Here the source was the superb Taiko "Extreme" server ($30,000 as configured), which streamed to the exceptionally analog-sounding Esoteric K-03XD CD/SACD/DAC ($15,000). Electronics were the hand-crafted Greek Pilium "Alexander" preamp ($50,000) and the Pilium "Achilles" amplifier ($50,000). The speakers were the Alsyvox Botticelli X, ($100,000/pr., plus $36,000 for the "X" external crossovers). All cabling was of the "Orion" series of VYDA laboratory Audio Solutions of Italy, including "Orion" speaker cables ($15,000/pr.) and interconnects ($6,000/pr.)



I've repeatedly fallen hard for these speakers when driven just right – as they were here. These are, in my experience, the most spacious and dynamic sounding planer-dynamic loudspeakers you are likely to hear. The presentation here was liquid, with rich tone, and was finely layered, with vivid dimensionality, and an almost scary natural presence. As with every time I hear them, I was so impressed with their remarkable bass extension, blistering transient attack, and dynamic abilities, especially with percussion. Not only could this system recreate a huge and accurately sized soundstage, but it also pulled a complete vanishing act. I so want a pair of the Botticelli's in my room for review!

I was somewhat surprised when I ran into Julian Margules in room 2206, as the PAF 2022 Audio Guide showed that this room was to have been hosted by Esoteric. Margules is a company some one hundred years old now, founded in Mexico City, Mexico, and they have made fine audio for decades. I've had the honor of knowing principal Julian Margules for nearly twenty-five years. The Luxury Audio Group's Bruce Ball was in the room as well, and I was very drawn into this system's neutral, rich soundscape from the moment I walked in the door.



Fronted by the prototype Margules Music Server ($TBD), the preamplifier was the Margules SF-220 Special Edition Class-A Valve-based Preamp ($7,000). The SF-220 employs a circuit that integrates the output stage with the input stage, which Margules claims allows them to obtain an unusually high-frequency response and greater transient speed. Next was the Margules U-280SC 30th Anniversary Special Edition Class A Amplifier, ($10,000). This amp uses their proprietary Active Servo Bias circuit, which they claim allows its output stage to operate in pure class-A with zero negative feedback. It can use 6550s, KT88s, KT90s, KT120s, or even KT150s, with no adjustments necessary. It can be configured as a stereo or mono amplifier, and may be switched between Triode or Ultralinear modes, offering up to 55 Watts Mono/25 Wpc stereo in Triode mode, or 100 Watts mono/50 Wpc stereo in Ultralinear mode.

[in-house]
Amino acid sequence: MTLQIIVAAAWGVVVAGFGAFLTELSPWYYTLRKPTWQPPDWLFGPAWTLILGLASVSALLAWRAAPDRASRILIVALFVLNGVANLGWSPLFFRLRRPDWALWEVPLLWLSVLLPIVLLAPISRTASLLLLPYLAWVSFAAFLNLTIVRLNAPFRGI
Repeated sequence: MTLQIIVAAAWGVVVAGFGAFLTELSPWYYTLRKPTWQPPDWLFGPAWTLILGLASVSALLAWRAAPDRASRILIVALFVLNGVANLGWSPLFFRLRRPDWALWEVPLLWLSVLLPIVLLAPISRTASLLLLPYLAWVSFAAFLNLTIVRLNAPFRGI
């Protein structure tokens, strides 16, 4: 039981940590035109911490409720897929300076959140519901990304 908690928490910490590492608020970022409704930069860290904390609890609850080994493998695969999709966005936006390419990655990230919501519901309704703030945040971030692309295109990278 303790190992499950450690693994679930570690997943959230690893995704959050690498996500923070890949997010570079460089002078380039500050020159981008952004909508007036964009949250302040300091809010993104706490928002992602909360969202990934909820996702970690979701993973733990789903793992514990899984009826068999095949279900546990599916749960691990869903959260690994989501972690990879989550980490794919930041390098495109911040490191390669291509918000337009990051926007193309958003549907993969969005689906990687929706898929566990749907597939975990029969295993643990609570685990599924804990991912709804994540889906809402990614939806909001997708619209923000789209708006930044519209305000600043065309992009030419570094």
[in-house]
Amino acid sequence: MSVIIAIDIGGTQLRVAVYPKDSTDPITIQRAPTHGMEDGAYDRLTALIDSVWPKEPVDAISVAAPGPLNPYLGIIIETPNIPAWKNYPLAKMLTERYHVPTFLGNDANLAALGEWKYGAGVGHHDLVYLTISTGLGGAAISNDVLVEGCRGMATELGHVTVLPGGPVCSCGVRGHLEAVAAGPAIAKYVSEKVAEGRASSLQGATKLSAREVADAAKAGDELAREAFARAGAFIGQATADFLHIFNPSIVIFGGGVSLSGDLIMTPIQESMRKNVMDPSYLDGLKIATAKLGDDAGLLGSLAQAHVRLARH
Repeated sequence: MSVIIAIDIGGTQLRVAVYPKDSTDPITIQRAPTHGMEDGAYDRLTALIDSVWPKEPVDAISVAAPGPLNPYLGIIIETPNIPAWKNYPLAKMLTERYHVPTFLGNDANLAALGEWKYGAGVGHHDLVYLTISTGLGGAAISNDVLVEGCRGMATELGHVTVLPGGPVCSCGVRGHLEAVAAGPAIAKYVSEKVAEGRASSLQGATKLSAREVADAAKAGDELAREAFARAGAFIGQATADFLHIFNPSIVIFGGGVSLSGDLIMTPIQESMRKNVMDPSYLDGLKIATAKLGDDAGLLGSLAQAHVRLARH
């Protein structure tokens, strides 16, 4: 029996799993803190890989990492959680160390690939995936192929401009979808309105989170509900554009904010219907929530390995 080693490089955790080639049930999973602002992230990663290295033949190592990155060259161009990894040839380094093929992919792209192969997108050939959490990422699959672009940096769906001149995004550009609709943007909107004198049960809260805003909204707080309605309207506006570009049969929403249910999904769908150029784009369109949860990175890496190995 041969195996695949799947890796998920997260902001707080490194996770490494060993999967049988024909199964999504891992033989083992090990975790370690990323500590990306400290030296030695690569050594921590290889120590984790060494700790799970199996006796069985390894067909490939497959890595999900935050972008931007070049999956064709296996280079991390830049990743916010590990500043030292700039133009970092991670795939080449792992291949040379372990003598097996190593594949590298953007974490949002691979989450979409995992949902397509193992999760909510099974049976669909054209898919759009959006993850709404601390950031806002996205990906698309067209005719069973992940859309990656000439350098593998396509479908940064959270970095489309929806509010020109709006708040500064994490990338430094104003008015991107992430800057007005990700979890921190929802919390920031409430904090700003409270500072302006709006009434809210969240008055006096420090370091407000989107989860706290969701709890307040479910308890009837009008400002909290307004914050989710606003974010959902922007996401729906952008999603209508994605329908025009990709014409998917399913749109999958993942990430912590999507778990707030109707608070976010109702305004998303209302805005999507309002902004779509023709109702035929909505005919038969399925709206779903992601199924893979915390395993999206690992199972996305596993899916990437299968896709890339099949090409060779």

The speakers were the brilliant Benno Baun Meldgaard-designed Raidho TD3.2s ($70,000/pr.), and all AC Power Cords and power distribution blocks were RSX Tech, with speaker cables ($4,000) and interconnects ($2,000) from the Shunyata Alpha V2 series.



This room really impressed, as it was so natural, so not-hi-fi, and so authentic sounding. It covered all bets, from having excellent dynamics and impact to offering delicious tone that was almost dripping with texture! This room had remarkable coherency with very good resolution. I was so impressed with the overall performance here that I asked to get the Margules electronics for review. Bruce let me know that arrangements had already been made to get them into the hands, and ears, of our own Tom Lyle.

Watch for the next report which will finish up the bulk of the exhibits, to be finally followed by my "Fab Five" roundup of the five most authentically musical systems presented at this inaugural show.


More show coverage to come in part two. Be sure to check back for more PAF 2022 show coverage!




--- Back to main Pacific Audio Fest 2022 show report.